Spring is here!  Birds are nesting, flowers are starting to bloom, and Uncle Sam is warming up his calculator.  For the majority of Americans, springtime marks the beginning of tax season and the time crunch in which to file federal tax returns by the April deadline.  But, for those who invest in commercial real estate, it is a well know fact that the April deadline is not the date for filing tax returns but the date for filing an extension.

This extension of the filing period is not some regulation in the tax code which is only granted to big businesses or investors.  The IRS will grant an extension to anyone whether it be an individual or a large business entity.

There are many reasons for filing an extension.  Most importantly, it gives you more time.  The IRS estimates that over 5.5 million businesses file extensions each year.  Why?  Because it affords the owners and their staff the time necessary to go over the many details from a years worth of profit and loss documents (P&L’s).  This extra time is meant to ensure you are reporting accurately and completely.  The additional six months also gives you the benefit of researching new tax codes which may have been either added or re-worded since the last tax season.  Deductions which are geared toward commercial real estate investors are added, changed, and removed each year, so an extra six months will give you time to read through the complexities of the tax code and ensure that you are working with the IRS rather than fighting them.

Another important reason for filing an extension is that an extension can reduce your chances of being audited.  Although no one outside of the IRS can state what triggers the audit process, it is known that there is an audit quota given at the beginning of each tax season.  This quota is filled toward the traditional tax deadline due to errors made by the vast majority as they rush to submit returns before April.  Therefore, filing an extension for the October deadline will reduce your chance of an audit by around 50%.  That being said, the IRS’s systems will continue to check for any major errors.  An extension will not replace the need for accurate filings.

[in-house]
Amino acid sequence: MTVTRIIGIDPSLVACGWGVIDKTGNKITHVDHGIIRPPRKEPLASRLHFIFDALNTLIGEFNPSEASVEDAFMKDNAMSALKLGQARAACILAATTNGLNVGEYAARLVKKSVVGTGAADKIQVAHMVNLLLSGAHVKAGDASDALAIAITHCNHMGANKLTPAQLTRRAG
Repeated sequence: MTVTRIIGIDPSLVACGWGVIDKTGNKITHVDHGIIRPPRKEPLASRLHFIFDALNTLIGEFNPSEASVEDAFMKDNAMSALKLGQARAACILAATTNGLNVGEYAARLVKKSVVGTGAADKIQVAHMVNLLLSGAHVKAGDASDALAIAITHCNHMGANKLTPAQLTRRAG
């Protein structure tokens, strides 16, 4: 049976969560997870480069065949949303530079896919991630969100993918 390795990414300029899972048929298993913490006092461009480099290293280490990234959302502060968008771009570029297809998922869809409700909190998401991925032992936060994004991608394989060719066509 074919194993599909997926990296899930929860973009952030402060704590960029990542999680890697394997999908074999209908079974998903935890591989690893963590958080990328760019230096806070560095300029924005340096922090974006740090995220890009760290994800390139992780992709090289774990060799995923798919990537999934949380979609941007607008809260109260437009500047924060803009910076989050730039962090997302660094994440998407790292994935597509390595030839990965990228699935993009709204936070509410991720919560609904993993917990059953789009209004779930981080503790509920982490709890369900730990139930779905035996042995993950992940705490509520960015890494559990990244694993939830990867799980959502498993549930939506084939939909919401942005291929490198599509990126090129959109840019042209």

Now, before you take advantage of the extension process, there is a very important point of clarification regarding filing an extension.  The six-month extension is only an extension to file your return.  It is not an extension to pay any tax owed.  Before the April deadline, you will need to have a good estimate for what you will owe, if you owe, and ensure that this is paid on or before the April deadline.  The fees assessed for late payments are estimated at .5%-1% of the unpaid tax bill which is applied each month after the missed due date.

The federal income tax process can be difficult, especially when filing for the income generated by a commercial real estate asset, which is why we strongly recommend choosing a tax professional with commercial real estate experience.  The guidelines for these filings and the wording of deductions can cause mistakes which can generate heavy fines and penalties making the expense of a tax professional a wise one to take on.

Remember, you want to work with the IRS, not against them, so take that gift of an additional six months and use it, but make sure you do so wisely.